My kids gather behind my husband and me as we hover over my Macbook Air, clicking through photos of Hawaii hotels on the computer. “I want to see the picture of the pool, mommy,” my 5-year-old says. My 10-year-old chimes in: “Wow! Look at that cool water slide!” This is how the planning of many of our Hawaii vacations start.

When choosing a hotel in the Hawaiian Islands, especially on Maui and Oahu, we start with the quest for the hotel with the best pool. While we certainly have our favorites, our criteria for choosing Hawaii hotels have evolved as our kids have grown. When our kids were babies, our first priority was to find a pool with a baby beach, shade, and shallow water (as well as poolside drinks for mom and dad). Today, now that our kids are swimmers, unique pool features such as a lazy river, fun water slides, and spray parks are important factors in deciding where to stay. It is no surprise that many of the Hawaiian resorts that have the best resort kids clubs in Hawaii also have some of the best pools. Here are three of our favorite hotel pools to consider for your next Hawaii family vacation:  

The Grand Wailea, Maui

For years, The Grand Wailea has been our favorite hotel on Maui because of the property’s expansive water playground. On our numerous visits with family and friends, we have spent countless hours splashing, sliding, and soaking away the days in the resort’s Canyon Activity Pool, which includes nine pools on six levels, connected by kid-friendly waterfall slides that empty into a lazy river. The Grand Wailea pool also has a rope swing, one of the best sand-bottom baby beaches, caves to explore, a jacuzzi that my kids like to call the “volcano hot tub,” the world’s first water elevator, two large water slides, and a swim up bar. A word of caution: A stay at the Grand Wailea for the pool alone will spoil you for other comparable Hawaiian resorts.

Photo courtesy of The Grand Wailea

The Hyatt Regency Resort and Spa, Maui

When our kids were babies and toddlers, we loved the Hyatt Regency Resort and Spa on Maui for the killer sunset views and the property’s Keiki Lagoon, which caters to families with younger kids. The Keiki Lagoon was a perfect home base to set up our baby sun tent, sink chairs in the sand, and watch our girls toddle around sand island, play in the fountains, and explore the toddler-friendly (read: not scary at all) water slide and rope bridge. My husband and I enjoyed the convenience of poolside service—after enough drinks he got the courage to plunge down the 150-foot, enclosed lava tube water slide. Because the pool is so close to the hotel rooms, we took turns bringing our daughters up for afternoon nap time. For a little adult break, take a swim under the waterfall to a hidden lounge in the cave to sip a cool Lava Flow and unwind.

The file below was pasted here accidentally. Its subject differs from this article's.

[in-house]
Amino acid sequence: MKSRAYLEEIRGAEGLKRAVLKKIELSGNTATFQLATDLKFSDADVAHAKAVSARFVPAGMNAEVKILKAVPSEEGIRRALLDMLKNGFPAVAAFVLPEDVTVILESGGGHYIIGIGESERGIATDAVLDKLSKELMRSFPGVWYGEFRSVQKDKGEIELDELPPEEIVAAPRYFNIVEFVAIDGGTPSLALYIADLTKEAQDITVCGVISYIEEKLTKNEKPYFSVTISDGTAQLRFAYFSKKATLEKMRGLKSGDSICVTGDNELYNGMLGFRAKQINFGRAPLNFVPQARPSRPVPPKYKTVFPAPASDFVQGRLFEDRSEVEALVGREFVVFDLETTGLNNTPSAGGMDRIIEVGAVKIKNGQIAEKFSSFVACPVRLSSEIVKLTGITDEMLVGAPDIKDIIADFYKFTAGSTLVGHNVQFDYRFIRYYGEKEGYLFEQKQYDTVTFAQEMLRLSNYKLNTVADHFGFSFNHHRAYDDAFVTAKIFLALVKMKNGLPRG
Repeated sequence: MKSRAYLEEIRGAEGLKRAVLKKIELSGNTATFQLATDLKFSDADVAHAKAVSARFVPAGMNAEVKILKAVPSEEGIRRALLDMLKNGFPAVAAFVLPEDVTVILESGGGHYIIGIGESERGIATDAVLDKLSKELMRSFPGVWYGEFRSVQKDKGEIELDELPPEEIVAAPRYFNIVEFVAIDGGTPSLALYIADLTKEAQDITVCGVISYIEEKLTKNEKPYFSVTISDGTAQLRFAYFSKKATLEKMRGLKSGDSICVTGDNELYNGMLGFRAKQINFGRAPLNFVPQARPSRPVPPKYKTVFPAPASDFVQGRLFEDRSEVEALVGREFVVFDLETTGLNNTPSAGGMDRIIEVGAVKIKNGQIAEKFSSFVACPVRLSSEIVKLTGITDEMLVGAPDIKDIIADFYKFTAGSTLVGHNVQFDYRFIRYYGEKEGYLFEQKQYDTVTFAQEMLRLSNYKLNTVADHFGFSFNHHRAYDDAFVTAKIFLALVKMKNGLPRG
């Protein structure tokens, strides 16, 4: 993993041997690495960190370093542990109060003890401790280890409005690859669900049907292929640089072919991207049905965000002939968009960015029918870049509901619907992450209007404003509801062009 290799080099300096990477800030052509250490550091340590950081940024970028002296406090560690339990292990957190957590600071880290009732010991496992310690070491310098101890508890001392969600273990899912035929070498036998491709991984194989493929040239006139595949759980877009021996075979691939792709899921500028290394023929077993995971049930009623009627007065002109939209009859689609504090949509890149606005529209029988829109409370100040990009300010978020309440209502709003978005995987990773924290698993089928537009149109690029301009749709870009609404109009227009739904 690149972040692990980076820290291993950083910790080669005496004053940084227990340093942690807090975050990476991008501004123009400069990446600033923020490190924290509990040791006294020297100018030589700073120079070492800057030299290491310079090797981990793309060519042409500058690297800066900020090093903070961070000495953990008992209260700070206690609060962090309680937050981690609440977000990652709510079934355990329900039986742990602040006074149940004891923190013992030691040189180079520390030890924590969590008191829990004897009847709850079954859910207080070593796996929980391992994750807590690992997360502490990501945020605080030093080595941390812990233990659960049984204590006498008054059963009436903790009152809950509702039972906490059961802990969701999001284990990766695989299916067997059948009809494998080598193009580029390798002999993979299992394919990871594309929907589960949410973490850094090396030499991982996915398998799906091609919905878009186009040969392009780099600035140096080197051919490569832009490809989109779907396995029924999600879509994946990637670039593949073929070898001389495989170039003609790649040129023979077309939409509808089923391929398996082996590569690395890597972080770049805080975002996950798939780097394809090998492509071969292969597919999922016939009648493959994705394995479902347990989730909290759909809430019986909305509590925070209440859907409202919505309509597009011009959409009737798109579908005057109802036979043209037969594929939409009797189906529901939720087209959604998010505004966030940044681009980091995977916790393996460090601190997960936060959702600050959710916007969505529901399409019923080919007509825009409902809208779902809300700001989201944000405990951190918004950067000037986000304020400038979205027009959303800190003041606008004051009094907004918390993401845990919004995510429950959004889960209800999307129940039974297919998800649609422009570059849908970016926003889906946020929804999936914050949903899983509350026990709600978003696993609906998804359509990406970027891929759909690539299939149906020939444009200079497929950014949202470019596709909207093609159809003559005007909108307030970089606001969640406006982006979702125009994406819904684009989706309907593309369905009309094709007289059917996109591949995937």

Viewfinder Tip: If you are planning to hang out poolside with younger children, be sure to bring your own sunshade, in case the spots near umbrellas or cabanas are unavailable.

Aulani, a Disney Resort and Spa, Oahu

Families looking for a bit of pool magic will find it at Aulani, a Disney Resort and Spa, located in the Ko Olina resort area on Oahu. At Aulani, the pools of the expansive water park of Waikolohe Valley take center stage for an epic Hawaiian resort experience. Waikolohe means “mischievous water,” and there are countless ways your little troublemakers can cool off in the warm Hawaiian sunshine there. Over the course of one wonderful day, we snorkeled amid the schools of tropical fish in Rainbow Reef (the only private snorkeling lagoon on Oahu), took a fast ride down the Tubestone Curl water slide, and splashed in the toddler-friendly Keiki Cove. At night, our family’s favorite activities were to watch the sunset from Ka Maka Landing and float down the on-site lazy river (it’s called the Waikolohe Stream) as a family.

With resort attractions such as these three, your biggest challenge on your next Hawaii family vacation might be getting your kids out of the pool and on to the beach.  

What are some of your family’s favorite resort pools?